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Dr Beatriz Garcia is Director of the University of Liverpool’s Cities of Culture Research Observatory
In the days before the Tokyo 2020 opening ceremony, a giant head emerged, floating over the city. Entitled Masayume (which means “a dream come true” in Japanese), this oversized balloon by artist collective Me (“eyes”), was part of the Tokyo Tokyo Festival, as an arts response to the Olympic Games.
Art has long accompanied the arrival of the Olympics in a city. Budgets might vary, but the Games are the largest event out there. Local organisations and the Olympic Organising Committee (IOC) both seek to capitalise on the attention the Games garner by generating extracurricular cultural moments that echo the athletic accomplishments in the stadiums.
From Leni Riefenstahl’s film, Olympia, at the Berlin 1936 Games to Speed Skater, Andy Warhol’s print for Sarajevo 1984, artists have contributed to modern Olympic narratives in iconic ways. The purpose of these interventions, not to mention their desired audience, has varied considerably.
Between 1912 and 1948, official Olympic art competitions accompanied the Games. Artists, sculptors and architects competed for gold, silver and bronze medals, with winning entries including designs for stadiums and future official Olympic medals.
The most influential artistic intervention from this period, however, was delivered out of competition. With Olympia Riefenstahl shaped the narrative of the 1936 Berlin Games and made a lasting mark on film-making worldwide. Debate continues on whether the film is a piece of Nazi propaganda or a universal celebration of sport aesthetics.
The Mexico 1968 Games also resulted in multiple lasting narratives, infused with the political upheavals of the era. The fabled black power salute photograph – featuring American athletes Tommie Smith and John Carlos, each raising a black-gloved fist during the US national anthem on the Olympic podium – is doubtless the enduring legacy of that edition.
Those Olympics left other lasting traces. In a bid to visually integrate sculpture and architecture with the Olympic Village, architect Pedro Ramírez Vázquez, the chairman of the Olympic Games organising committee, and artist Mathias Goeritz conceived of the Route of Friendship.
A meander of 19 monumental sculptures (by international artists including Alexander Calder) installed along southern Mexico City’s Beltway, it was a first for government-sponsored public art in Mexico, being both abstract and fully integrated into urban planning.
The official cultural programme of the Mexico 1968 Games is seen as the most ambitious in history. It positioned the nation as a world-leading art and culture hub, from graphic design and advertising to the performing and visual arts. And it set the example for how the Games could showcase culture, not just as heritage, but of equal contemporary value as the Olympic sports themselves.
At the Barcelona 1992 Summer Games, the host city became the star, the athletes’ equal. The public art programme effectively rebranded Barcelona as the culture tourist hub we know today. There was art on the street (by luminaries including Elsworth Kelly and Antoni Tapiès) and on rediscovered beaches (Rebecca Horn), with an indelible logo riffing on Joan Miró’s paintings, the city’s most famous son.
By the time the London 2012 Games came round, expectations of what Olympic art programmes could do for a country had grown exponentially. The ambitious Cultural Olympiad saw events and exhibitions nationwide bring art to unusual spaces, with young people at the helm.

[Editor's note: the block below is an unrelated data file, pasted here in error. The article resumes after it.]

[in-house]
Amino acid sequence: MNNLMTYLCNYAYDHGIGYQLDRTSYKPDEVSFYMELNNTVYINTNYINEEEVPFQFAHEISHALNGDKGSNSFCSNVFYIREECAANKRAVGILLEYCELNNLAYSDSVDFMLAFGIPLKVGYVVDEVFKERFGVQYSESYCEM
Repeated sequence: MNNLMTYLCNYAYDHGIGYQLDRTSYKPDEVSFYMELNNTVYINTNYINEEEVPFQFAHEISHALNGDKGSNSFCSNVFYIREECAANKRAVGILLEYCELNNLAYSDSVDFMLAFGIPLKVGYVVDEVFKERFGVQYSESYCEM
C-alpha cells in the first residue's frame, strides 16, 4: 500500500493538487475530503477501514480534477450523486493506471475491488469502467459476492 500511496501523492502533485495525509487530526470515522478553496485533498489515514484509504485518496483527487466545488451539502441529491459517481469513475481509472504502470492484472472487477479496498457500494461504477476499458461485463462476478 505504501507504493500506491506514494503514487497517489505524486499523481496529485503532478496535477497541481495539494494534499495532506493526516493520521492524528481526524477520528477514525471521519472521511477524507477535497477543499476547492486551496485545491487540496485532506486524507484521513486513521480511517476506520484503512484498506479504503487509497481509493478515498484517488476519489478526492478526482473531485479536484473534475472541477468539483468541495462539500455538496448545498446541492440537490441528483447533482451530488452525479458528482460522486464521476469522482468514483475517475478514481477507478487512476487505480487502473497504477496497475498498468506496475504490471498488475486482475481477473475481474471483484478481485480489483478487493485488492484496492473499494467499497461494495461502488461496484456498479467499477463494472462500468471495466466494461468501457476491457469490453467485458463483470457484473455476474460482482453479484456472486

There was the One Extraordinary Day dance extravaganza, wherein aerial performers battled gravity on London’s signature structures, from the Millennium Bridge to the London Eye. And the eye-catching responses to heritage locations, from Jeremy Deller’s inflatable Stonehenge to interactive light displays at Hadrian’s Wall.
British sculptor Anish Kapoor’s Acerolmittal Orbit tower, meanwhile, remains London 2012’s most visible and most controversial symbol.
The value of these interventions have been discussed in an extensive evaluation programme – the first time that the impact of art and culture at an Olympics Games has been documented in such detail.
Tokyo 2020’s official cultural programme, the Nippon Festival, has not been as visible and meaningful to international audiences as the organising committee might have liked. The local authority and arts council have, however, been savvy in positioning the Tokyo Tokyo Festival as a fullblown artworld event. Of 2,436 public proposals, 13 large-scale artworks were commissioned, including that giant inflatable and a robotic Zen garden.
Further, the IOC has, for the first time, presented its own take on how culture meets sport with the inaugural Olympic Agora. The purpose of this new space has been to present public art commissions – including a permanent installation, entitled The Audience by French artist Xavier Veilhan – and major exhibitions that tell the story of the Games and the Olympic Movement.
The Agora, thus, represents a position statement for the IOC rather than the host city. It remains to be seen whether Veilhan’s piece will gain credibility as an Olympic art landmark, whether it can impress savvy art audiences or tell future tourists enough about Tokyo as an Olympic city. For residents and Olympic fans alike, however, it will surely become a symbol of what it took to host these historic Games in the middle of a pandemic.
This article is republished from The Conversation under a Creative Commons license. Read the original article.
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